In a large bowl, mix together the banana, egg, vegetable oil, and vanilla extract. Add the flour mixture and mix until the mixture starts to form a ball. Add the chocolate and mix to incorporate.

Divide the dough in two and form into logs about 8 inches long and 2 inches wide. Wet your hands to keep the dough from sticking, if necessary. Place the logs on a parchment-lined baking sheet and flatten them with the palm of your hand so they are about 1/2 inch thick.

Bake for 25 minutes. When they come out of the oven, turn the heat down to 325 degrees Fahrenheit.

Allow the logs to cool for 10 minutes on the baking sheet. If they hang out longer they will be more likely to crumble when they are sliced. Carefully transfer the logs to a cutting board. Use a serrated knife to make 1/2 inch thick slices, preferably at an angle.

Arrange the slices on the same parchment-lined baking sheet in a single layer. Bake at 325 degrees Fahrenheit for 20 minutes. They will still feel soft, but will harden as they cool. Serve or store in an airtight container. They will keep for several days or can be frozen.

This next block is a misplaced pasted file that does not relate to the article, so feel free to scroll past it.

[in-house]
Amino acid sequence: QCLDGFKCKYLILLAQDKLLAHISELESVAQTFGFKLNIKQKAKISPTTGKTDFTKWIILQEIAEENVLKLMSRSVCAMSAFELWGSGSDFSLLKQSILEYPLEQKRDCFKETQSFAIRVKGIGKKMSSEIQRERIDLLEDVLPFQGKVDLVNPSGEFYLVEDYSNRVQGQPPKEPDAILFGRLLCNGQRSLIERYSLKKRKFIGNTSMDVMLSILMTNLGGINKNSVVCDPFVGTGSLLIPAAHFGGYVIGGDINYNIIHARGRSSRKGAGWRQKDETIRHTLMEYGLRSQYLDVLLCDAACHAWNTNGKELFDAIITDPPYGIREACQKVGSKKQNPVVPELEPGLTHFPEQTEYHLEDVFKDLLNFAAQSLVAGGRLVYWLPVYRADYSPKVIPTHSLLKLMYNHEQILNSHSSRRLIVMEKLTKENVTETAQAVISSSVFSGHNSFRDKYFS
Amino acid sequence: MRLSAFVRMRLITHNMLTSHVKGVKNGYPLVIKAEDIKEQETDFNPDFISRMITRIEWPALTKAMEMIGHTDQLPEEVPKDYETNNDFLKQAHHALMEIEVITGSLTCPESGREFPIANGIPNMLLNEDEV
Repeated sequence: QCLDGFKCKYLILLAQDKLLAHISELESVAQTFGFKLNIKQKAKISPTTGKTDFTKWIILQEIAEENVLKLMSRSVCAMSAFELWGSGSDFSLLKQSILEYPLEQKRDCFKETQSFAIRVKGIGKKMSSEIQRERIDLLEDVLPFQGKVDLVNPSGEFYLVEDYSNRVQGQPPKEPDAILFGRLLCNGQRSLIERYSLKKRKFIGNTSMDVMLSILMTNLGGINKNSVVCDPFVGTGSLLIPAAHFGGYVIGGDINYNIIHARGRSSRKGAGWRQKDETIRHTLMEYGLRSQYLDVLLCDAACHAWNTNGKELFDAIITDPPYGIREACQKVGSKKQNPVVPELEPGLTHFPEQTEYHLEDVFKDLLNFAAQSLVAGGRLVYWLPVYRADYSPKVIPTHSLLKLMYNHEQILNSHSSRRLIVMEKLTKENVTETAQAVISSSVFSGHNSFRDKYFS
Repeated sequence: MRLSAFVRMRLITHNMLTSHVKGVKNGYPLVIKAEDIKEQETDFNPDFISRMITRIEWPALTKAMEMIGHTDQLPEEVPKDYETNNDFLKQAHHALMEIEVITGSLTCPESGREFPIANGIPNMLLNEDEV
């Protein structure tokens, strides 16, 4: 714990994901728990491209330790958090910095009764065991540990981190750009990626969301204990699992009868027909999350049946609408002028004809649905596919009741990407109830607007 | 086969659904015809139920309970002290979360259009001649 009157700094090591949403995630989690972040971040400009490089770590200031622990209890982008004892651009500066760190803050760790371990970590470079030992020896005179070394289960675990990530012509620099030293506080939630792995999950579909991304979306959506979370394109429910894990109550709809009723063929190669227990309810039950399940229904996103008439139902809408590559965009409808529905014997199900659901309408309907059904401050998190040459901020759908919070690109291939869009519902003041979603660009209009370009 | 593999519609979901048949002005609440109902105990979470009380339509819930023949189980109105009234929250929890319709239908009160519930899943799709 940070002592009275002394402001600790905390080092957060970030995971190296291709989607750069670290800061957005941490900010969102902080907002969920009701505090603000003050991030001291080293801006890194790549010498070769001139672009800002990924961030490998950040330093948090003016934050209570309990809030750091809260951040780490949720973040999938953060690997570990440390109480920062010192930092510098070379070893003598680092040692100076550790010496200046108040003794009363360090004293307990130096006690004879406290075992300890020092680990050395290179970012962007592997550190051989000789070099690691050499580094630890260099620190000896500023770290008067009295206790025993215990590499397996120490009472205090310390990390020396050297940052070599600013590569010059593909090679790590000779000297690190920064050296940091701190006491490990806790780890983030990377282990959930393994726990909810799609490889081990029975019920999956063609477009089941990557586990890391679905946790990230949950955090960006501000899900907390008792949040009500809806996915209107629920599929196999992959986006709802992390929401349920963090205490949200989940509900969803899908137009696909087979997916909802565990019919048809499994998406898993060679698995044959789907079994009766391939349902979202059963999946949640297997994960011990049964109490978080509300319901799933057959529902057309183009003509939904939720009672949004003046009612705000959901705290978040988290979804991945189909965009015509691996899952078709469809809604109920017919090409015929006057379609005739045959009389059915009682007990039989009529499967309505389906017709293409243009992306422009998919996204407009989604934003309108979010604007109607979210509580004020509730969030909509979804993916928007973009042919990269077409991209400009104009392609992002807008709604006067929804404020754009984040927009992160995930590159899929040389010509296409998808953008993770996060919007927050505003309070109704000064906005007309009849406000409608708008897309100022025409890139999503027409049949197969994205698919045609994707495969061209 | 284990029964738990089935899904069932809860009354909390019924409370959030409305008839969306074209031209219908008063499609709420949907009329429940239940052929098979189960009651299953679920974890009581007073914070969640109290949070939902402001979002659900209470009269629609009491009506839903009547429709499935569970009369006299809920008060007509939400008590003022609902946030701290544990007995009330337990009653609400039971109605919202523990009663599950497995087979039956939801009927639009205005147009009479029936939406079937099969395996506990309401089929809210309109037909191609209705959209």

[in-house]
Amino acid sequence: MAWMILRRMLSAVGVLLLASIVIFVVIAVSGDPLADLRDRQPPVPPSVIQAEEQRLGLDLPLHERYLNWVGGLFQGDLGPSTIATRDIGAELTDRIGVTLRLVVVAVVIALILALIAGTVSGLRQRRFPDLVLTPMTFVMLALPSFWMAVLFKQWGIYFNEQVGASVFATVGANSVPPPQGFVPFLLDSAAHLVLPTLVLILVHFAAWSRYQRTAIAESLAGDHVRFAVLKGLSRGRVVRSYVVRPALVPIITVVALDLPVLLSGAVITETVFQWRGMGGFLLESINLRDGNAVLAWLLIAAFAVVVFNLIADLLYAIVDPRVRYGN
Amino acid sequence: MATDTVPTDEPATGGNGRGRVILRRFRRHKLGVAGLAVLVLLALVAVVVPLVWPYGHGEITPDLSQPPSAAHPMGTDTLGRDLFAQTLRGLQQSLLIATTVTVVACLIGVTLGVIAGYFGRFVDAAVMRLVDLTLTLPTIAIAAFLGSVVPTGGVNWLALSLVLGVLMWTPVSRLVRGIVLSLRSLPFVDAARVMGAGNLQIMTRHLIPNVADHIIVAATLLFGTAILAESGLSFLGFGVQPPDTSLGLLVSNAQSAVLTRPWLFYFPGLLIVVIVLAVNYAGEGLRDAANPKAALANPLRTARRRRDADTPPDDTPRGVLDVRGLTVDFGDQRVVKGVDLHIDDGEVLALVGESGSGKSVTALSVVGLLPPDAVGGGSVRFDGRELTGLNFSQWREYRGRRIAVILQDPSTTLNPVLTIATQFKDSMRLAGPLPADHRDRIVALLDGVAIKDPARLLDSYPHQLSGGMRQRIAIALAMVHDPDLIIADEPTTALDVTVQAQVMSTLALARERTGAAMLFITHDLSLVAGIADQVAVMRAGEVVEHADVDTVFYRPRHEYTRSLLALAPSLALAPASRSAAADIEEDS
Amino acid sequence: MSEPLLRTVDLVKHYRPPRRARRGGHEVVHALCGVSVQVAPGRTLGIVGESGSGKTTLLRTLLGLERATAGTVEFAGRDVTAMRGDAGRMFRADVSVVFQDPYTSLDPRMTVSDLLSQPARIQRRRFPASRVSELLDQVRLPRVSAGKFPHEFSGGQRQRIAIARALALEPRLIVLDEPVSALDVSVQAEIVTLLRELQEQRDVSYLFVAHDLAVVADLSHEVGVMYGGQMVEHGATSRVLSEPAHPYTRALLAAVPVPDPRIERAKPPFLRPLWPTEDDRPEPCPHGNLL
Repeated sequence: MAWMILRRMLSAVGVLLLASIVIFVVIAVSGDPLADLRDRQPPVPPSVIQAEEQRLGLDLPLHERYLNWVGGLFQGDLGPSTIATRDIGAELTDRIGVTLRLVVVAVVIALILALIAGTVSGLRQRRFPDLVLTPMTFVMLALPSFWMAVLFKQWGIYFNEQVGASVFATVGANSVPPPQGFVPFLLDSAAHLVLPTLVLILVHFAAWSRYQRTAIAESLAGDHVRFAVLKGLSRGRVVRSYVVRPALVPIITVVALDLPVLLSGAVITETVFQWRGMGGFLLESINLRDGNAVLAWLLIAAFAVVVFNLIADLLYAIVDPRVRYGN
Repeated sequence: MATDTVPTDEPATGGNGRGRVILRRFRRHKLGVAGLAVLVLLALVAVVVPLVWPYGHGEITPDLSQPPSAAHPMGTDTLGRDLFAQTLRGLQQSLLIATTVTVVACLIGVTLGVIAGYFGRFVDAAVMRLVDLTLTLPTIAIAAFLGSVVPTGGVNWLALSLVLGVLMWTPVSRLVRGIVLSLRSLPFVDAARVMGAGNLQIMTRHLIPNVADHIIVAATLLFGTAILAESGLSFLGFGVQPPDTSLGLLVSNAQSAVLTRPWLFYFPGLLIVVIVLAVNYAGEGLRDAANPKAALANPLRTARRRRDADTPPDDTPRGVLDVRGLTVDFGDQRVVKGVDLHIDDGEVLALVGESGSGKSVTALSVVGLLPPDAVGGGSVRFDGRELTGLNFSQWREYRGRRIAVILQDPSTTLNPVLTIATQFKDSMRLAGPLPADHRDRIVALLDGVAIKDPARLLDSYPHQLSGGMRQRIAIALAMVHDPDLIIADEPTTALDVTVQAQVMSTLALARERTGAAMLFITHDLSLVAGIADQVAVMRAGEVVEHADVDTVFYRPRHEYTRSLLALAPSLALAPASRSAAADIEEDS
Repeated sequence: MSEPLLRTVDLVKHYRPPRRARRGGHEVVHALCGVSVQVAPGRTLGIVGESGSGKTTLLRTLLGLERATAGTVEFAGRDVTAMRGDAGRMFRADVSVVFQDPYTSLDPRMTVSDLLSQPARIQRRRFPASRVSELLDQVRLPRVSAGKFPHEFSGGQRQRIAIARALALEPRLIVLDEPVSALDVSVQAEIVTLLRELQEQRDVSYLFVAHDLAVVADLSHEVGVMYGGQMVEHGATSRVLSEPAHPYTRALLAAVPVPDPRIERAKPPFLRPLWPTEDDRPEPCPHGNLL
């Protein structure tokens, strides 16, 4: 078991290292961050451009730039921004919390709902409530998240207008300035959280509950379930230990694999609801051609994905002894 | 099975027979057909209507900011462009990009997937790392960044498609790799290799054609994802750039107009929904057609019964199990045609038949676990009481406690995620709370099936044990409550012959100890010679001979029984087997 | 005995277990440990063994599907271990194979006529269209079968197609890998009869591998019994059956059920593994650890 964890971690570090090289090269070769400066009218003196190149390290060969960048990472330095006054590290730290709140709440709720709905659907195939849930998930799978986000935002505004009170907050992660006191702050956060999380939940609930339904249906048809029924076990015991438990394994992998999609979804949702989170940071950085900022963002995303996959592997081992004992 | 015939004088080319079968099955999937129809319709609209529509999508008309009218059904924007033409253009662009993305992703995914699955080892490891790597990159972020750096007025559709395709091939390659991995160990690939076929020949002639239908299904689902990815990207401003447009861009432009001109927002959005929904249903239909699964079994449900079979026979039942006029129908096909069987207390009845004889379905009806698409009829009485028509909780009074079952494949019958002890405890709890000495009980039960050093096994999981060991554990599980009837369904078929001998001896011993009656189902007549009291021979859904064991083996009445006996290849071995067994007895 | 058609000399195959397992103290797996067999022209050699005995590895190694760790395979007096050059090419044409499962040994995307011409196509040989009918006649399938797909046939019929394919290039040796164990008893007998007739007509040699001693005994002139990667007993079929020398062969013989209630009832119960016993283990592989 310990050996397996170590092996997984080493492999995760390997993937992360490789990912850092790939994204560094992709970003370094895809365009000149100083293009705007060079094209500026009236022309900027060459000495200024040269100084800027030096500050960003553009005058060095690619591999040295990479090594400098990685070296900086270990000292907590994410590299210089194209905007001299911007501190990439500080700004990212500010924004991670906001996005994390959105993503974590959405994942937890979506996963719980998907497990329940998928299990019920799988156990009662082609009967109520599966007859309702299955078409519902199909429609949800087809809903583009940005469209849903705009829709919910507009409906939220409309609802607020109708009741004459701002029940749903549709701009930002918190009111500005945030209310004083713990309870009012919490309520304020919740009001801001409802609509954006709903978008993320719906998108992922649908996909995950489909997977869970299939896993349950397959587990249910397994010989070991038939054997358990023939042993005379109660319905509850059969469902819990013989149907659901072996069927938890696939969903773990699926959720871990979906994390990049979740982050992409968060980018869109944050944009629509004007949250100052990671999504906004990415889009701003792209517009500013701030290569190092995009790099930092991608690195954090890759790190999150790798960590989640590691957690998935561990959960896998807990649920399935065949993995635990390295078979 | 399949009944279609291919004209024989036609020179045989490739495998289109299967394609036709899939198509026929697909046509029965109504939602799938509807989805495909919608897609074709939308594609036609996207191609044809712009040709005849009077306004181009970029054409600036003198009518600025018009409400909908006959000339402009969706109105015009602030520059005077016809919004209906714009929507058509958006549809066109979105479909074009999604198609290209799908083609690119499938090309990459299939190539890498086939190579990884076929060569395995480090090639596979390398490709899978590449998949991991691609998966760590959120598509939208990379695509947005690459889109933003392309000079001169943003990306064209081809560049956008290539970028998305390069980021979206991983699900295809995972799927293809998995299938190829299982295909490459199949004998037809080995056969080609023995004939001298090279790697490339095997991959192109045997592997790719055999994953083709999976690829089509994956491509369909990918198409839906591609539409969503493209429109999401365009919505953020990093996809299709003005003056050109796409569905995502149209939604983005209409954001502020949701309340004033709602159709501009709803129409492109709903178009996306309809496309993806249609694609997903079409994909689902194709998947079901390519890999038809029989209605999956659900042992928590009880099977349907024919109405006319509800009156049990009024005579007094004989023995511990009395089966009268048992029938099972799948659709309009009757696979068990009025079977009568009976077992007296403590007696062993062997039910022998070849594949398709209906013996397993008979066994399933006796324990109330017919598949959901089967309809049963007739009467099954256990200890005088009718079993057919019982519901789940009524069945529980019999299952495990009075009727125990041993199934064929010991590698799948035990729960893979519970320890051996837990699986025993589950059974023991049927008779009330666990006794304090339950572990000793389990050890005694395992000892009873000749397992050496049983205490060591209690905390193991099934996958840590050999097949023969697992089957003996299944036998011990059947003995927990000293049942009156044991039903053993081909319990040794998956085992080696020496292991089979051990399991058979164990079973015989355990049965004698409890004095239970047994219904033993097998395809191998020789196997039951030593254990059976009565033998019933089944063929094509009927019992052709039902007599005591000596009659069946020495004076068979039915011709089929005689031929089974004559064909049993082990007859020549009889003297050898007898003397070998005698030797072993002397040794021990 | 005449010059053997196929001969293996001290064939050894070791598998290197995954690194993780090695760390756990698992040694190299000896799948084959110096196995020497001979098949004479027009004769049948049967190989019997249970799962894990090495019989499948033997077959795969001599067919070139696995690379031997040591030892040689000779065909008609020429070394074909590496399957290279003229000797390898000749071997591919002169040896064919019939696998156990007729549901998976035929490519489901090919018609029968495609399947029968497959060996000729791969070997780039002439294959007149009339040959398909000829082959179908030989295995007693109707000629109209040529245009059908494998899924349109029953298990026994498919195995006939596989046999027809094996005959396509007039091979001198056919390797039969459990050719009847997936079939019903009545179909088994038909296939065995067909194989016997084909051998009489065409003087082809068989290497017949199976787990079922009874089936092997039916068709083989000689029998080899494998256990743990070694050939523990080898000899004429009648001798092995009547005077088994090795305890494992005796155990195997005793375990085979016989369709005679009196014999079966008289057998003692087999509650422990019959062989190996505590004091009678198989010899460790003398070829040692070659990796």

Yield: 24 biscotti
Prep-time: 10 minutes
Bake-time: 55 minutes

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The people of Spain who originally came up with this concoction are clearly culinary geniuses. I’m in love with this dip right now. I usually have all the ingredients on hand and it takes no time at all to make. Plus it’s vegan and doesn’t feel as heavy as the usual diary-heavy party fare.

Romesco Dip Recipe

This recipe is minimally adapted from Allison Fishman’s You Can Trust a Skinny Cook. Love this cookbook. Everything I’ve made from it has kicked some major arse.

1 slice bread, whole wheat or otherwise
1/2 cup sliced toasted almonds
1 garlic clove, peeled and smashed
1/2 cup jarred roasted red pepper, dried with a paper towel
2 tablespoons red wine vinegar
1 teaspoon kosher salt
1/4 teaspoon crushed red pepper flakes
2 tablespoons olive oil
3 tablespoons water

Place the bread, almonds, and garlic into the bowl of a food processor and whiz until the almonds are finely ground – about 30 seconds.